Since his breakout 2013 EP Take Me to Church and the 2014 self-titled album that followed, Irish singer-songwriter Hozier has quick cemented his place in the music landscape. Despite his hot start and the critically acclaimed follow-up Wasteland, Baby!, released in March, one simple thing seems to trip-up some listeners: how to pronounce his name.
Some will pronounce it every way from "Hose-e-air" to "Hozzer" and everything in between. When we chatted with the 29-year-old rocker at the Bonnaroo Music and Arts Festival back in June, he kindly obliged when we asked him to settle the confusion around the pronunciation.
"Okay, the easiest way to pronounce it, I suppose, is think of: It rhymes with cozier, or it rhymes with nosier," he said. "So it's just 'Hozier.'"
Hozier, whose stage name is derived from his full name Andrew John Hozier-Byrne, also dished on some of the worst ways he's ever heard it mispronounced.
"The worst way it's ever been (botched), I'd say, somebody shouting 'Steven' over at me. Nothing like it," he said jokingly ahead of his set at the Manchester, Tennessee, festival. "No. I get a lot of like, 'Hose-e-ays,' which is fine because it is originally a French name. So that makes sense. And 'Hoser,' not quite. 'Hoosier;' Look, it is what it is."
Name-talk aside, Hozier has been on the road promoting Wasteland, Baby! all year, with European and U.S. dates still to come through the end of 2019. The album has helped solidify Hozier as one of top singer-songwriters working, but many thought it could not be done. Hozier risked being a flash-in-the-pan due to the monster success of his single "Take Me to Church," but he simply powered through and focused on writing tight material.
"I think when you have a song like that, that was a bit of a crossover ... I was unsigned, pretty much, when that song was written, and poor. And it was kind of coming from an indie place and then it just became this huge kind of mainstream, top-five kind of pop hit, which was super cool," Hozier said of the song. "I think replicating that or trying to replicate the chart success and success by numbers would mean writing by numbers and that would mean writing music that sounded like other charting hits. "Take Me To Church" never was that. It never sounded like a charting hit; it kind of stood outside of that. And so it was a bit of an outlier, it was a bit of a dark horse, maybe."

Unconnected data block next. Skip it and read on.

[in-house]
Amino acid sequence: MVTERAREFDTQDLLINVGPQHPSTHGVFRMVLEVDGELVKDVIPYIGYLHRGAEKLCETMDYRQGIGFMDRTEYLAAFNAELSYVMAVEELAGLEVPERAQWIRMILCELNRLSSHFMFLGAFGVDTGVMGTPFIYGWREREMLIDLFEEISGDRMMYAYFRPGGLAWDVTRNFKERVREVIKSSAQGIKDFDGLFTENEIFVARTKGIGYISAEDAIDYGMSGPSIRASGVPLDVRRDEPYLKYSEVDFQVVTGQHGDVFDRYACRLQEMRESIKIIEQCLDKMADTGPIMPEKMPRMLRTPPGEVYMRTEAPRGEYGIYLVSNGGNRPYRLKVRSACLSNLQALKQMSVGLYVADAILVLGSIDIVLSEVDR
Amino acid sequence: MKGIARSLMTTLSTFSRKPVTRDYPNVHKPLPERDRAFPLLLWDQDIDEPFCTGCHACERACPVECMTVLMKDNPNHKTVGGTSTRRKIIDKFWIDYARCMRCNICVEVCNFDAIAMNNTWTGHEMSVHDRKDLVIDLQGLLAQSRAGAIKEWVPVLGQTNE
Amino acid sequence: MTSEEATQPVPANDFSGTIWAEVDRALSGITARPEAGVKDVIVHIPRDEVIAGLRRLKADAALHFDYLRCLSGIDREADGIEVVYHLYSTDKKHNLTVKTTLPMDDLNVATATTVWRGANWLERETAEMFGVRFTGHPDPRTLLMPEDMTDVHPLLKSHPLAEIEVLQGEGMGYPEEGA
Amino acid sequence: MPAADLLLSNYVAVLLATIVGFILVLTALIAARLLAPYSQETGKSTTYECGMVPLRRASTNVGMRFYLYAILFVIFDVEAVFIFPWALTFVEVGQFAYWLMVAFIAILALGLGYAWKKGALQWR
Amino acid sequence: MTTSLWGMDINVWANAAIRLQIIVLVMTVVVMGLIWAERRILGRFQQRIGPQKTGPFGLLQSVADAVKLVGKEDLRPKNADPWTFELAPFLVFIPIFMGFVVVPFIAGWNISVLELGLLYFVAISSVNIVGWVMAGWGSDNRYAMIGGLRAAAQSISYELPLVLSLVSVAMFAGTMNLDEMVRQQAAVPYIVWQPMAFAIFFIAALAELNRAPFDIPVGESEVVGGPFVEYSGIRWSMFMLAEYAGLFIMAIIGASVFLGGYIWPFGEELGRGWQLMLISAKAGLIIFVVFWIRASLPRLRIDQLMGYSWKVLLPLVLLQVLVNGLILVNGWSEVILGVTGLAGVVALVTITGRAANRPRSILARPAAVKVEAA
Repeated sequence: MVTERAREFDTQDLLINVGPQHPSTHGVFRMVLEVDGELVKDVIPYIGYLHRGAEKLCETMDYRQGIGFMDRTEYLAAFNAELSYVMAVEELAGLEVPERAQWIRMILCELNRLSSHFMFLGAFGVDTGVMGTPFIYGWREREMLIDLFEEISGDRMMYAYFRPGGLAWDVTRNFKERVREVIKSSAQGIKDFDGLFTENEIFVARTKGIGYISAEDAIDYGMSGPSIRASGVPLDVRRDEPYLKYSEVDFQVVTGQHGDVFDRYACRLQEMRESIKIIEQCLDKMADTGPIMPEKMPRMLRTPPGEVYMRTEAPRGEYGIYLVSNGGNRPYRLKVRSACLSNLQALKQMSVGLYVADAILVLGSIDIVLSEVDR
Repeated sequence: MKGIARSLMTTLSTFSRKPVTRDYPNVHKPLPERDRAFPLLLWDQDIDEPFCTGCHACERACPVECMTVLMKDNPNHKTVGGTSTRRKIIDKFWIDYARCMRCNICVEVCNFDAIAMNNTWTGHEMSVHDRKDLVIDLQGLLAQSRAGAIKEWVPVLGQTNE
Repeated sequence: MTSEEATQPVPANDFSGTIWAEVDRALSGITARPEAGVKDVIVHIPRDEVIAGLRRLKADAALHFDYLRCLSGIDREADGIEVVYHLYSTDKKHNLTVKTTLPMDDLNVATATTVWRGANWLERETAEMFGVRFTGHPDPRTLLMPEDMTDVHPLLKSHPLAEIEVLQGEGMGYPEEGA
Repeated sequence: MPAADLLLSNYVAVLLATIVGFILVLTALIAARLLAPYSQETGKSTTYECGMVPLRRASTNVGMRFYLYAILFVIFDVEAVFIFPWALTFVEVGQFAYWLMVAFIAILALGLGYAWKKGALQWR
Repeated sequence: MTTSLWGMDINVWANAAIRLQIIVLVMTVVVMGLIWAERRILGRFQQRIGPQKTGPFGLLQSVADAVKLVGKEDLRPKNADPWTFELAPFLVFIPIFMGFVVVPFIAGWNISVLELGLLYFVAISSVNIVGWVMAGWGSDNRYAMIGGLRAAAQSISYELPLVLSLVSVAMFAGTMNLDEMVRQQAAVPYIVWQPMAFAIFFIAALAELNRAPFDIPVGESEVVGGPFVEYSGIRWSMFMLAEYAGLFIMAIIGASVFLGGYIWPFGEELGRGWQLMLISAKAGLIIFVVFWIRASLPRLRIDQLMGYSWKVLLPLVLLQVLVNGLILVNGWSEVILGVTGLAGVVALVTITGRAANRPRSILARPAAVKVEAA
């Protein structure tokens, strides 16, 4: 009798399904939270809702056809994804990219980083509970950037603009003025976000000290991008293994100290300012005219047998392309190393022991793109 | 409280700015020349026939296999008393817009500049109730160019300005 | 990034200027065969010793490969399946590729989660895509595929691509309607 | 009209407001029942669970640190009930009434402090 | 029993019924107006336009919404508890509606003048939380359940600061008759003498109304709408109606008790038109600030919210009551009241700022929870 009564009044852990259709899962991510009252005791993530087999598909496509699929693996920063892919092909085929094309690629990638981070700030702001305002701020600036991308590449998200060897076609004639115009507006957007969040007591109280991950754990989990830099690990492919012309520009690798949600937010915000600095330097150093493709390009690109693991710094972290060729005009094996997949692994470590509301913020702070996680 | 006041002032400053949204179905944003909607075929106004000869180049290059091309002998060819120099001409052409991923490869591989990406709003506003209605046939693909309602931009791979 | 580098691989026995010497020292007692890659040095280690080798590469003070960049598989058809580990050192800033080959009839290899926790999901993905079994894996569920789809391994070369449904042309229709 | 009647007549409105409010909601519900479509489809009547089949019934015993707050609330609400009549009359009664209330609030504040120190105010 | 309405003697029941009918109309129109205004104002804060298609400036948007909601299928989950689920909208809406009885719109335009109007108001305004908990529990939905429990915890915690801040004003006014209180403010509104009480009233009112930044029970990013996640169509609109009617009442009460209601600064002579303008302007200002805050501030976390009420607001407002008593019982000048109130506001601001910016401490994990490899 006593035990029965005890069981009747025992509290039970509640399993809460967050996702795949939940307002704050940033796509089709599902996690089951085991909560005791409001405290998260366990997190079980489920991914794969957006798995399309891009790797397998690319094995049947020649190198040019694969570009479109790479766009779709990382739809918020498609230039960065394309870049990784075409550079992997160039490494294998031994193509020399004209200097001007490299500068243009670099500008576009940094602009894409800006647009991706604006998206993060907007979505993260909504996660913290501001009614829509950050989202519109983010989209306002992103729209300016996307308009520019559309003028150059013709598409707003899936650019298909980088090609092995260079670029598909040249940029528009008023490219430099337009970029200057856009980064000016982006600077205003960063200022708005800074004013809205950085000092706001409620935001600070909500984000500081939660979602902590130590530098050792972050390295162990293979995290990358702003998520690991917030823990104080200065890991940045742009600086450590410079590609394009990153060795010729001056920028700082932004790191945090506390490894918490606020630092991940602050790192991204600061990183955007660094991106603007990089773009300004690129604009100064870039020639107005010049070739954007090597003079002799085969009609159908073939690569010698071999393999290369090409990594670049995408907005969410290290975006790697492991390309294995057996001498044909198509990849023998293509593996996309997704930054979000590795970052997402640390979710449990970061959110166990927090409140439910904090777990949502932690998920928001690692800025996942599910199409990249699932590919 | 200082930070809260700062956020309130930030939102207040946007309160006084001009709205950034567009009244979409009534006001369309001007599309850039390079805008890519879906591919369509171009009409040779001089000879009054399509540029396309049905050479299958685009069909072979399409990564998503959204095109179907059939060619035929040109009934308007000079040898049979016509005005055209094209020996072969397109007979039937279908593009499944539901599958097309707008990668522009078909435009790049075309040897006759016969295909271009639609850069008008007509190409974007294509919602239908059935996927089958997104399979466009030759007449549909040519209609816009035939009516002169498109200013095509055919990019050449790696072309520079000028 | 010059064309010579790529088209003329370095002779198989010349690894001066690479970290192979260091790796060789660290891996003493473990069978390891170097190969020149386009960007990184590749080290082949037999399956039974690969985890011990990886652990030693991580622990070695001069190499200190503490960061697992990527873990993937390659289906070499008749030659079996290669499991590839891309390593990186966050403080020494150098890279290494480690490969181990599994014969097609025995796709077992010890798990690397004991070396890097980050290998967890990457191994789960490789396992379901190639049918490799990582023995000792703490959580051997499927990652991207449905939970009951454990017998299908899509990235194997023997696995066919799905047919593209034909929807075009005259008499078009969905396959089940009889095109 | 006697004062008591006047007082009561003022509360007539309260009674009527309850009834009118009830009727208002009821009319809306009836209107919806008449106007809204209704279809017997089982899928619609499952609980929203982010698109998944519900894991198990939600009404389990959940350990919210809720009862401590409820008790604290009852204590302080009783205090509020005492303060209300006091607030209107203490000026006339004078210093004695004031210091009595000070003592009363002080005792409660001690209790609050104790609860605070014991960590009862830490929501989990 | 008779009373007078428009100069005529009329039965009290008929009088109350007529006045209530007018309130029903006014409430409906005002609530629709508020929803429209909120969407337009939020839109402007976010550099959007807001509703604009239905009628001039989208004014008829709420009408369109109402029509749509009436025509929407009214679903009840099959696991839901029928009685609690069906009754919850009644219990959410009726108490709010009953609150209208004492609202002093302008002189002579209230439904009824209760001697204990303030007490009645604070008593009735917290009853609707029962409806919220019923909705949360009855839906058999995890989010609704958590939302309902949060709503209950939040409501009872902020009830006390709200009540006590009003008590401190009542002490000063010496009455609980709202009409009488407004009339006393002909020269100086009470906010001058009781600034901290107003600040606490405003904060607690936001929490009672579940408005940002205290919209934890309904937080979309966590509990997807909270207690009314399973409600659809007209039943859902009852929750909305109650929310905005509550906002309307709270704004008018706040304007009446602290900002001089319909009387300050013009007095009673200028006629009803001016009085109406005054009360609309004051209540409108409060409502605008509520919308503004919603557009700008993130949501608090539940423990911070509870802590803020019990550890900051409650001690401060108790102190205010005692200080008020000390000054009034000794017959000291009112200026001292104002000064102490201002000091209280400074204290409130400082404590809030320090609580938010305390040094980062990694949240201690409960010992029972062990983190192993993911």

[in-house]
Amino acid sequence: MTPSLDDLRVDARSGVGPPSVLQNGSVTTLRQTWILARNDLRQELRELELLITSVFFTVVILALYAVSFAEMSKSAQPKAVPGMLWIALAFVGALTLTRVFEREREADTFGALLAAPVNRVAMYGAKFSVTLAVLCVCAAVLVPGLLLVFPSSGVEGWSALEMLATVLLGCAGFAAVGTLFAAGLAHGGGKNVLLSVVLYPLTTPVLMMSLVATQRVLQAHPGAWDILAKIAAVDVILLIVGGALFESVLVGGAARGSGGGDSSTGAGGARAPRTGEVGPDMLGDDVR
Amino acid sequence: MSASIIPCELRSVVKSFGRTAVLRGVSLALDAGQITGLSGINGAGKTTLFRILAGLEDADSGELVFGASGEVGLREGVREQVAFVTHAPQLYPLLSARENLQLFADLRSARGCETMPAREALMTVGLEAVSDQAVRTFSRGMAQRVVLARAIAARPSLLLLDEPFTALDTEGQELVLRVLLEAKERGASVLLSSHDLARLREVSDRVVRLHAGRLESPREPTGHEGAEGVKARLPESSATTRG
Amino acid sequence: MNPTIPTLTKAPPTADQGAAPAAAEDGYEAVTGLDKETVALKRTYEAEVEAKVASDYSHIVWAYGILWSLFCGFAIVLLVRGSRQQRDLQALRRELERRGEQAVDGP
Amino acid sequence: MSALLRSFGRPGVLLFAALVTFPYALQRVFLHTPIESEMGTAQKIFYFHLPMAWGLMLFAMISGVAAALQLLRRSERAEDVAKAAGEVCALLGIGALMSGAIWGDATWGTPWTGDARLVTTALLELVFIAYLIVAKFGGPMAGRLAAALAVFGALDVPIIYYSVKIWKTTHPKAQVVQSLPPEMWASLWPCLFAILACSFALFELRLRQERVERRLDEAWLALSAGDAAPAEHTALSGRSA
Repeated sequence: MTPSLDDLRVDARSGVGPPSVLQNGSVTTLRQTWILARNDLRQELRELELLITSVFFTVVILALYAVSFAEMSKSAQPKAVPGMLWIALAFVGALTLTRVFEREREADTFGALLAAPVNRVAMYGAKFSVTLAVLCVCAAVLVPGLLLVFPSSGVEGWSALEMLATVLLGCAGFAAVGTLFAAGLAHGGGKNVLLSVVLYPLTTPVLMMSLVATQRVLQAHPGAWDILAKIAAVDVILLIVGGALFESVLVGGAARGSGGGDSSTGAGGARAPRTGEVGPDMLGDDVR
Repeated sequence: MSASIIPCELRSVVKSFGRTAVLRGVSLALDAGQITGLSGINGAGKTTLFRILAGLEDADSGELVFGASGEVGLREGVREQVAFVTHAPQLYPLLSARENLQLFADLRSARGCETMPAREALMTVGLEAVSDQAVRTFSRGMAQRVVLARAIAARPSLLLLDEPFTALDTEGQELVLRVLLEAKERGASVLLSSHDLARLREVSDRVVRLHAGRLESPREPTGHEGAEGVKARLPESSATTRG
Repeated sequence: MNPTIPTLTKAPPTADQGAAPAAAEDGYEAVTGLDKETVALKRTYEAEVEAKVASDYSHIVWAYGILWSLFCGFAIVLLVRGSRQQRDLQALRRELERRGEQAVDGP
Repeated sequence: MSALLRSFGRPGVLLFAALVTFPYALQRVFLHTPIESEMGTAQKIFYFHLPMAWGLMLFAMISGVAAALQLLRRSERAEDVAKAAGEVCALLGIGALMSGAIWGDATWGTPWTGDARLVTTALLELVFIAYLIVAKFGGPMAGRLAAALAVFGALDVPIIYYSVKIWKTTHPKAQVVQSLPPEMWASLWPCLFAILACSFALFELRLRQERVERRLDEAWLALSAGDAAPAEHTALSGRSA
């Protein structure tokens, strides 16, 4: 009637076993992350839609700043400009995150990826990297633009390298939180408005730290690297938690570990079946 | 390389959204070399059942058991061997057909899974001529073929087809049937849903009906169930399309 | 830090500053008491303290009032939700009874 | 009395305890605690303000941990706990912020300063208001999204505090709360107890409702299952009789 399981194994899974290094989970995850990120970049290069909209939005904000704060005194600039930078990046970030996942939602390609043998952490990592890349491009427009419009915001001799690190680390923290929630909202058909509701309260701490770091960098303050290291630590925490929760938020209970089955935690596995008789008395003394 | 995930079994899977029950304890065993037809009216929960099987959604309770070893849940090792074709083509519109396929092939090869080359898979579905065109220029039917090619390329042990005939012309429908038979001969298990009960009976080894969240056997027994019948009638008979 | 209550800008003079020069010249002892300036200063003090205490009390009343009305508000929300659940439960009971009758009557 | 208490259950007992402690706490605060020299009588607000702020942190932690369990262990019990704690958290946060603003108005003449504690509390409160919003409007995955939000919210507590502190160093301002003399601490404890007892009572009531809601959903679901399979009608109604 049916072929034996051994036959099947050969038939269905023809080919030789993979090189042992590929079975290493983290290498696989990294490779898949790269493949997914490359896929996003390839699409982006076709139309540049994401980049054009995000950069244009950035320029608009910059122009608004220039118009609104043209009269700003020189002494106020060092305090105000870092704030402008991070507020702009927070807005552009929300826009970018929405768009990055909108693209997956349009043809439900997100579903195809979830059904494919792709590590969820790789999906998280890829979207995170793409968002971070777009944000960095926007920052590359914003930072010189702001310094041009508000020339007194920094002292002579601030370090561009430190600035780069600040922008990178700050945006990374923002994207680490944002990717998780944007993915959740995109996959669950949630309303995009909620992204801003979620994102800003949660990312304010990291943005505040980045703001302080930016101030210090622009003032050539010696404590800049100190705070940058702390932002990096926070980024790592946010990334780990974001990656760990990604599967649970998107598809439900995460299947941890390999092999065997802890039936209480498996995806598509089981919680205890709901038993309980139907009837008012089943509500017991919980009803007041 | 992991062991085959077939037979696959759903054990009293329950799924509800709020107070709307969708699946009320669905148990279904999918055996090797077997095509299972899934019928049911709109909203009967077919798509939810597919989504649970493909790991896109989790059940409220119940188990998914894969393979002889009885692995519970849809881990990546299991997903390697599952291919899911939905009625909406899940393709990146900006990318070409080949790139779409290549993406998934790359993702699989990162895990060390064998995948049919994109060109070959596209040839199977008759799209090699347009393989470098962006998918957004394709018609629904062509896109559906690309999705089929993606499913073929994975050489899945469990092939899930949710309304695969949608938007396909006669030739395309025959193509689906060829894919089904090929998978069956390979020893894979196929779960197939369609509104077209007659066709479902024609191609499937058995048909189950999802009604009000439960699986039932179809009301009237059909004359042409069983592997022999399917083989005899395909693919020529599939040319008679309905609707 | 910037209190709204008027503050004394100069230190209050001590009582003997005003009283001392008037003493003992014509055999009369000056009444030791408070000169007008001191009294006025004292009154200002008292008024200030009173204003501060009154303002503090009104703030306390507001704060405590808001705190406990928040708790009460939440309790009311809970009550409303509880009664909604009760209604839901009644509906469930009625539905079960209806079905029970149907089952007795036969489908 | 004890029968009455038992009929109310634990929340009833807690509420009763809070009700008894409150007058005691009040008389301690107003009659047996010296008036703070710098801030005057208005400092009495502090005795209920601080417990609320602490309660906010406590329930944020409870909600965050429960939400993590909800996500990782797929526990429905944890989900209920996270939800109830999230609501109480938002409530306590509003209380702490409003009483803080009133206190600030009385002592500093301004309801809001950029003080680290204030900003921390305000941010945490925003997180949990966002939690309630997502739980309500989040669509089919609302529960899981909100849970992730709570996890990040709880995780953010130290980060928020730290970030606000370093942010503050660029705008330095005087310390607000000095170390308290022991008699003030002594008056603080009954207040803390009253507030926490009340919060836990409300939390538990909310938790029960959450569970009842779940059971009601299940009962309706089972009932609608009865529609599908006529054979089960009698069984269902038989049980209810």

He continued, "I think the pressure was more just to write stuff that came from a similar ethos. Yeah, some people will follow your work on from that and some people won't, but I think what was more important to me was continue to write with an eye and with an aspiration to write and the ethos to write, with a similar ethos that I wrote that song with and a similar approach that I wrote that song with. That was what I tried to do."
Among songs on his sophomore effort that share that ethos is the powerful "Nina Cries Power," a protest song that references music legends like James Brown, Nina Simone, John Lennon and Mavis Staples. Mavis, herself, actually features guest vocals at the song, and Hozier dished on how exactly the collaboration came about.
"So there was a bit of talk back and forth about us getting together on some sort of project. It never really came to fruition. We never got a chance to sit down and talk to one another," Hozier said. "And then when that song was written, when "Nina Cried Power" was coming to fruition or the song was making sense, and the names of artists were in there including Mavis, it just was a no-brainer. She kind of embodies, in her work and her legacy embodies what that song tries to say. And so we sent it to her, she was in Chicago at the time, and we flew out to Chicago."
Wasteland, Baby! is available wherever you buy or stream your music. Hozier's tour dates can be found on his official site.
Photo Credit: PopCulture.com / John Connor Coulston